More information: Berry Website
Monday, 22 September 2008
But they are, and they’re themed to a ludicrous degree. Each one is based on a different flavour of schnapps. This means that the plum room has little purple cushions bulging randomly out of the wall, while the kirsch (black cherry) one has a carpet designed to look like wood chippings and has pink-rimmed trees painted all over the shop. This is, it seems, regarded as being perfectly normal.
A word of warning – Kafi Schnaps is very much budget accommodation, one step above a hostel. That means a shared bathroom, alas, but who cares when you’re in the only room in the world designed with the Williams Pear as inspiration?
Getting to Kafi Schaps in Zurich, Switzerland
Nearest international airport: That’d be Zurich International Airport then.
Using public transport: Get the regular train in from the airport, then the tram from near the main station. Kafi Schnaps is just north of Zurich city centre.
More details: Kafi Schnaps website
Sunday, 21 September 2008
There’s a hell of a lot to see at Graceland, and the basic package gets you a tour of the gardens and rooms where old snakehips lived.
However, go for the full works and you can get as much Elvis as you can possibly handle. On top of the usual tour, you can visit his own private automobile museum and have a mooch around two of his planes.
Even more bizarrely, you can also check out 56 of his OTT stage outfits in a special area devoted to Elvis’ Jumpsuits. Perhaps the highlight of the VIP tour is getting the chance to look at many items that were personal to Elvis. These include gifts he gave to his parents and the deeds to Graceland.
More information at Elvis.com
Saturday, 20 September 2008
Anyway, just about every place housing a dusty old relic will claim to be the oldest museum by inserting some kind of sub-clause, but the most convincing argument comes from the Musei Capitolini (Capitoline Museums) in Rome, Italy.
They go back to 1471, although they would have been admittedly a pretty poor effort back then, containing only some bronze statues donated by Pope Sixtus IV.
It was 1734 before the museums opened to the public, and is now home to a wealth of artefacts from the Roman Empire, as well as various impressive sculptures.
More information: Musei Capitolini
However, every now and then you come across a glorious little pocket that has not tried to blend into the multi-cultural surroundings, and is absolute determined to retain the characteristics of the motherland.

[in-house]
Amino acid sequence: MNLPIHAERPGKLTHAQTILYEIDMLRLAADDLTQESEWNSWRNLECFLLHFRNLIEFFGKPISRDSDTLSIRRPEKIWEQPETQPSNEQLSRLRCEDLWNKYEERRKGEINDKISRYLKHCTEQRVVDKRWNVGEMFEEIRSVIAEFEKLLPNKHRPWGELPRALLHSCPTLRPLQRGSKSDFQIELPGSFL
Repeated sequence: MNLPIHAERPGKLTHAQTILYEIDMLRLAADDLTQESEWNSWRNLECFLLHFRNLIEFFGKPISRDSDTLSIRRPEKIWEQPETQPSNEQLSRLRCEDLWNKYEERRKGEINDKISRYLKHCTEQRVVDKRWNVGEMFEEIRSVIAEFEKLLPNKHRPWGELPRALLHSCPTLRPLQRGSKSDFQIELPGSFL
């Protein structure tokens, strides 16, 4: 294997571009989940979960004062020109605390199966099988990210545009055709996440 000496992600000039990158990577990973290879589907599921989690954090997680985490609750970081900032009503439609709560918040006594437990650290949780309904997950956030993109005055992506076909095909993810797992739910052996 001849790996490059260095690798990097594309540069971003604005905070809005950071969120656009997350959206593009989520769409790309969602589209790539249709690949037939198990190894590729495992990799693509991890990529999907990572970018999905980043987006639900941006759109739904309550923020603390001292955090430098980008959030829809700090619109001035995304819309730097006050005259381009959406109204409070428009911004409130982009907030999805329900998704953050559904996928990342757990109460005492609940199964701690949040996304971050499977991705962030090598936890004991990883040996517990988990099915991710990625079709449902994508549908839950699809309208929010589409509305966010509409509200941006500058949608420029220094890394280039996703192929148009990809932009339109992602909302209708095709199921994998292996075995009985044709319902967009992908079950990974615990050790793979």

For no discernable reason, completely at odds with the surrounding towns, you will stumble upon oompah bands in German villages in the Adelaide Hills (Hahndorf), or Spanish monastic communities an hour’s drive away from Perth (New Norcia).
Deserving a special mention for sheer bloody-mindedness, however, is Little Holland near Coffs Harbour, New South Wales. Clearly unable to persuade the rest of the area that they should build cannabis cafes, stick their fingers in dykes and revel in red light districts, proud Dutchman Tom Hartsuyker has cornered off his own piece of (flat) land, and has filled it with every other national stereotype he can think of.
The result is a 1/20 scale model village built over five tedious years, and it is a work of truly breathtaking pointlessness. Still, if making miniature windmills keeps him out of trouble and off the streets, then fair play to him.
Just in case that’s not quite Dutch enough, it is attached to a clog barn. Happily ignoring the fact that no-one, even in Holland, has worn clogs for roughly 200 years, they are on sale here.
At 11am and 4pm every day, there are clog-making demonstrations. Again, they are strangely endearing, even if everyone is looking at each other, sniggering under their hands and scratching their foreheads.
Getting to the Clog Barn and Little Holland, Coffs Harbour
Nearest International Airport: Coffs Harbour has its own airport, but it only receives domestic flights. Coffs itself is roughly half way between Sydney and Brisbane, and thus a long drive from either. The best option is to fly into Sydney Kingsford Smith and then get a connecting flight.
Within Coffs Harbour: The Clog Barn and Little Holland is on the north side of Coffs Harbour, on the highway out of town – on the way to The Big Banana. Entry to the Clog Barn and the demonstrations are free, but you’ll have to fork out to see the model village and railway.
More information: The Clog Barn